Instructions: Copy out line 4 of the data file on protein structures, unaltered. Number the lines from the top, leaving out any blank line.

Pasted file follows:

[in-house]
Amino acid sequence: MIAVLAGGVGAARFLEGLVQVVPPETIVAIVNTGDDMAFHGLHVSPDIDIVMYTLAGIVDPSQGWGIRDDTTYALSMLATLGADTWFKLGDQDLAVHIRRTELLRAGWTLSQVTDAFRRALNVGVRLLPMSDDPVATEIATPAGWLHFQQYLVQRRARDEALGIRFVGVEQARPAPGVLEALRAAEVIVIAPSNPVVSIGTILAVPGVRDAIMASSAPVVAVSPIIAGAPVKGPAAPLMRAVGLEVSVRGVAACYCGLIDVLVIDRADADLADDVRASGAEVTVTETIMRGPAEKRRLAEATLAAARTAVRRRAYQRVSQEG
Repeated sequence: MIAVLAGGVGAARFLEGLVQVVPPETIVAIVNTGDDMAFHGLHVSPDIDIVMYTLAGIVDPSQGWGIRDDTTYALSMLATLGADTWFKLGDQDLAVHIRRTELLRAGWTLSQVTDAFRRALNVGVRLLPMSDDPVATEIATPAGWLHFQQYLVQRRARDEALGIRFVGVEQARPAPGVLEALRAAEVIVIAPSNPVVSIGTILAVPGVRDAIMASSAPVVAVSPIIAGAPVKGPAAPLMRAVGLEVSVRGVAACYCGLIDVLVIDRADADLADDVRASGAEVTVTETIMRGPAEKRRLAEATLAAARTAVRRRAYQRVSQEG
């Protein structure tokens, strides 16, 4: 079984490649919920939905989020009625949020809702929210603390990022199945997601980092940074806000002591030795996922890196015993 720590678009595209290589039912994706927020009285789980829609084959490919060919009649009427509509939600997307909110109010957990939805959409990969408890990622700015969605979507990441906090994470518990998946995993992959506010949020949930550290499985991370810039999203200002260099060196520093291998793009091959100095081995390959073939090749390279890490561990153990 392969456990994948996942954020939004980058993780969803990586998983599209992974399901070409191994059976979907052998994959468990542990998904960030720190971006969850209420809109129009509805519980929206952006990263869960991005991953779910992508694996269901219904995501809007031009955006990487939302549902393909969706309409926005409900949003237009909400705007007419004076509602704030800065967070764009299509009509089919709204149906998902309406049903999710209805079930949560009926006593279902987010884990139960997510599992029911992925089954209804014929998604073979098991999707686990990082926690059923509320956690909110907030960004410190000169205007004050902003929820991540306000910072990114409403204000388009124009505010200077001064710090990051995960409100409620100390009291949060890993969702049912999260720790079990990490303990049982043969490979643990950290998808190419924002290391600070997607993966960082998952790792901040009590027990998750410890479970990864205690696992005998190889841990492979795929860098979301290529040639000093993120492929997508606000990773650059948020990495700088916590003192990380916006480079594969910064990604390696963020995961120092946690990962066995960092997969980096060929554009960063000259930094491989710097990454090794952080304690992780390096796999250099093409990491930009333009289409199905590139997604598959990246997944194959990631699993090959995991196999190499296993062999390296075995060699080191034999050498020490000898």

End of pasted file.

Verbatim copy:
């Protein structure tokens, strides 16, 4: 079984490649919920939905989020009625949020809702929210603390990022199945997601980092940074806000002591030795996922890196015993 720590678009595209290589039912994706927020009285789980829609084959490919060919009649009427509509939600997307909110109010957990939805959409990969408890990622700015969605979507990441906090994470518990998946995993992959506010949020949930550290499985991370810039999203200002260099060196520093291998793009091959100095081995390959073939090749390279890490561990153990 392969456990994948996942954020939004980058993780969803990586998983599209992974399901070409191994059976979907052998994959468990542990998904960030720190971006969850209420809109129009509805519980929206952006990263869960991005991953779910992508694996269901219904995501809007031009955006990487939302549902393909969706309409926005409900949003237009909400705007007419004076509602704030800065967070764009299509009509089919709204149906998902309406049903999710209805079930949560009926006593279902987010884990139960997510599992029911992925089954209804014929998604073979098991999707686990990082926690059923509320956690909110907030960004410190000169205007004050902003929820991540306000910072990114409403204000388009124009505010200077001064710090990051995960409100409620100390009291949060890993969702049912999260720790079990990490303990049982043969490979643990950290998808190419924002290391600070997607993966960082998952790792901040009590027990998750410890479970990864205690696992005998190889841990492979795929860098979301290529040639000093993120492929997508606000990773650059948020990495700088916590003192990380916006480079594969910064990604390696963020995961120092946690990962066995960092997969980096060929554009960063000259930094491989710097990454090794952080304690992780390096796999250099093409990491930009333009289409199905590139997604598959990246997944194959990631699993090959995991196999190499296993062999390296075995060699080191034999050498020490000898």